Last year, Delta Air Lines cancelled fewer flights than any other airline, scratching just 0.3 per cent of its flights. That’s more than five times better than the industry average. It’s an obsession for Delta, an airline that once ranked near rock-bottom for cancellations, and as The Wall Street Journal explains, the company strives for zero-cancellation days in some very unorthodox ways.
After hitting the skids financially, and merging with Northwest Airlines in 2008, Delta chiefs were searching for a way to revive the airline’s tarnished image and poor performance. A 2010 passenger survey pointed out a pretty obvious, but none-too-simple goal: flyers will take a delay over a cancellation any day. So Delta’s vice president of operations control, Dave Holtz, threw down an ultimatum: “If that’s what customers hate most, let’s not cancel any more flights.”
Keeping the fleet in flying condition is a logical part of the equation, and Delta bolstered crews to deal with infrequent but flight-grounding malfunctions as swiftly as possible. For instance, the airline spent $US2 million supplying Boeing 767 engine starters to every airport that supports the plane, and invented a vibration monitor that tells mechanics to replace wobbling instrument cooling fans before they conk out.
Delta also uses some unusual flight rerouting to prevent cancellations. WSJ explains how just last week, the airline directed a Nigeria-to-Atlanta flight to make a pit stop in Puerto Rico, swapping in two fresh pilots to avoid cancelling the trip because the original pilots had hit their 28-day flight limit. Despite the diversion, the flight arrived in Atlanta only 40 minutes late. The pit stop manoeuvre is a new favourite of Delta’s, especially on international flights where a cancellation would be a major pain for passengers.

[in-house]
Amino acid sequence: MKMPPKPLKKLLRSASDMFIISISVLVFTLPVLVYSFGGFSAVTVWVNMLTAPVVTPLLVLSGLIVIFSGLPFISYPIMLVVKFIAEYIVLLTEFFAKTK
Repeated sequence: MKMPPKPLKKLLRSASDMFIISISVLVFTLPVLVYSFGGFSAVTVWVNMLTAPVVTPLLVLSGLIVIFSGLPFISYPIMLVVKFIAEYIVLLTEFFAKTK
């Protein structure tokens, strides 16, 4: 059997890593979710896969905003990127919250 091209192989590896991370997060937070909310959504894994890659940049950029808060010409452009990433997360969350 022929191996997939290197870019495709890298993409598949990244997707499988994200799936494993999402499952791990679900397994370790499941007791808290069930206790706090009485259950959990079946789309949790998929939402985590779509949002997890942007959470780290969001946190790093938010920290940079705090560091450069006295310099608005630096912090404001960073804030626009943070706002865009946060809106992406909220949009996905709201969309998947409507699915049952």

And then there are the seemingly goofball changes. In Delta’s operations center in Atlanta, maintenance managers and customer departments had their desks moved side-by-side, to make cooperation (and eavesdropping) easier. Now, if the mechanical crew discovers a plane won’t be ready for a flight, the team that handles hotel reservations for stranded passengers gets the news at the same time. Low-tech, but effective.
The unconventional practices are paying off: Delta had 72 days in 2013 where not one of its 2,500 flights was canceled. True, the crazy storms that opened 2014 hit Delta just as hard as every other airline, but the company has still posted more zero-cancellation days this year than the same period in 2013.
The astounding thing is, while these all sound like pretty logical practices, they’re seemingly revolutionary in the slow-to-change business of air travel. Go figure, when a company spends money making service better for its customers, that service actually improves. [WSJ]
Update: Gizmodo reader bigPixel shared another creative wayDelta reduced passenger complaints. When late-night arrivals at Salt Lake City complained about the wait for baggage, Delta responded by directing nighttime arrivals to the furthest gate. Baggage processing time stayed the same, but passengers spent more time walking and less time twiddling their thumbs at the conveyor, and bigPixel says complaints nearly disappeared. SLC isn’t the only airport to try the technique — this NYTimes piece from 2012 tells of the same tactic being used in Houston. Thanks bigPixel!